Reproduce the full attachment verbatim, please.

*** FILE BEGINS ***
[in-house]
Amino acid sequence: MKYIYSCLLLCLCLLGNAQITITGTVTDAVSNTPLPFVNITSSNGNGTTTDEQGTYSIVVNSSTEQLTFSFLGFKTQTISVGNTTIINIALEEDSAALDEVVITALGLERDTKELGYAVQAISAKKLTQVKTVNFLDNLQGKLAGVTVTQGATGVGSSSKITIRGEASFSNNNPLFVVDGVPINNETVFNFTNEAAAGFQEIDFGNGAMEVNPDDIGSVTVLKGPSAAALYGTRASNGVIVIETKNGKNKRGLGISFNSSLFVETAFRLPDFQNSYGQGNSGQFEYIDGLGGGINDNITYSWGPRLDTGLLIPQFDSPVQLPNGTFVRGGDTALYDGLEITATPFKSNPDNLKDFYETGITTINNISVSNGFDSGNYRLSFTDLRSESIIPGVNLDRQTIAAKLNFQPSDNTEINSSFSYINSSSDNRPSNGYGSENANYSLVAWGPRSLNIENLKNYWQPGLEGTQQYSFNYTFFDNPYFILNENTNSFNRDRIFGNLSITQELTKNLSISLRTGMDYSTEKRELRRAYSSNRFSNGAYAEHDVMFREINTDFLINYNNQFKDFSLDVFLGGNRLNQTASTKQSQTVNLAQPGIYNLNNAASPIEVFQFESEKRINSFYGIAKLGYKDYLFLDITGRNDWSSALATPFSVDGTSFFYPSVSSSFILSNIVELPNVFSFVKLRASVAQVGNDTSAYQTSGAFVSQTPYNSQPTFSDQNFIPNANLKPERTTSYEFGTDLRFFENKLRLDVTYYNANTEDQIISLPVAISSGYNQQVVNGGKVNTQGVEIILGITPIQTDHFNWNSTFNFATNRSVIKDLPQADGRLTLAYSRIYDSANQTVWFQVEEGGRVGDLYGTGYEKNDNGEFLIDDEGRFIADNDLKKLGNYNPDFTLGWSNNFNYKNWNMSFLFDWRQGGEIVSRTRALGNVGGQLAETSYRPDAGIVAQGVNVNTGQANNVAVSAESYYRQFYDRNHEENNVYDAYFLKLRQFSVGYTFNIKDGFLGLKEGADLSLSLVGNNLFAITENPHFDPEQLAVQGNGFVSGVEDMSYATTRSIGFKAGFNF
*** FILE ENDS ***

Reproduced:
[in-house]
Amino acid sequence: MKYIYSCLLLCLCLLGNAQITITGTVTDAVSNTPLPFVNITSSNGNGTTTDEQGTYSIVVNSSTEQLTFSFLGFKTQTISVGNTTIINIALEEDSAALDEVVITALGLERDTKELGYAVQAISAKKLTQVKTVNFLDNLQGKLAGVTVTQGATGVGSSSKITIRGEASFSNNNPLFVVDGVPINNETVFNFTNEAAAGFQEIDFGNGAMEVNPDDIGSVTVLKGPSAAALYGTRASNGVIVIETKNGKNKRGLGISFNSSLFVETAFRLPDFQNSYGQGNSGQFEYIDGLGGGINDNITYSWGPRLDTGLLIPQFDSPVQLPNGTFVRGGDTALYDGLEITATPFKSNPDNLKDFYETGITTINNISVSNGFDSGNYRLSFTDLRSESIIPGVNLDRQTIAAKLNFQPSDNTEINSSFSYINSSSDNRPSNGYGSENANYSLVAWGPRSLNIENLKNYWQPGLEGTQQYSFNYTFFDNPYFILNENTNSFNRDRIFGNLSITQELTKNLSISLRTGMDYSTEKRELRRAYSSNRFSNGAYAEHDVMFREINTDFLINYNNQFKDFSLDVFLGGNRLNQTASTKQSQTVNLAQPGIYNLNNAASPIEVFQFESEKRINSFYGIAKLGYKDYLFLDITGRNDWSSALATPFSVDGTSFFYPSVSSSFILSNIVELPNVFSFVKLRASVAQVGNDTSAYQTSGAFVSQTPYNSQPTFSDQNFIPNANLKPERTTSYEFGTDLRFFENKLRLDVTYYNANTEDQIISLPVAISSGYNQQVVNGGKVNTQGVEIILGITPIQTDHFNWNSTFNFATNRSVIKDLPQADGRLTLAYSRIYDSANQTVWFQVEEGGRVGDLYGTGYEKNDNGEFLIDDEGRFIADNDLKKLGNYNPDFTLGWSNNFNYKNWNMSFLFDWRQGGEIVSRTRALGNVGGQLAETSYRPDAGIVAQGVNVNTGQANNVAVSAESYYRQFYDRNHEENNVYDAYFLKLRQFSVGYTFNIKDGFLGLKEGADLSLSLVGNNLFAITENPHFDPEQLAVQGNGFVSGVEDMSYATTRSIGFKAGFNF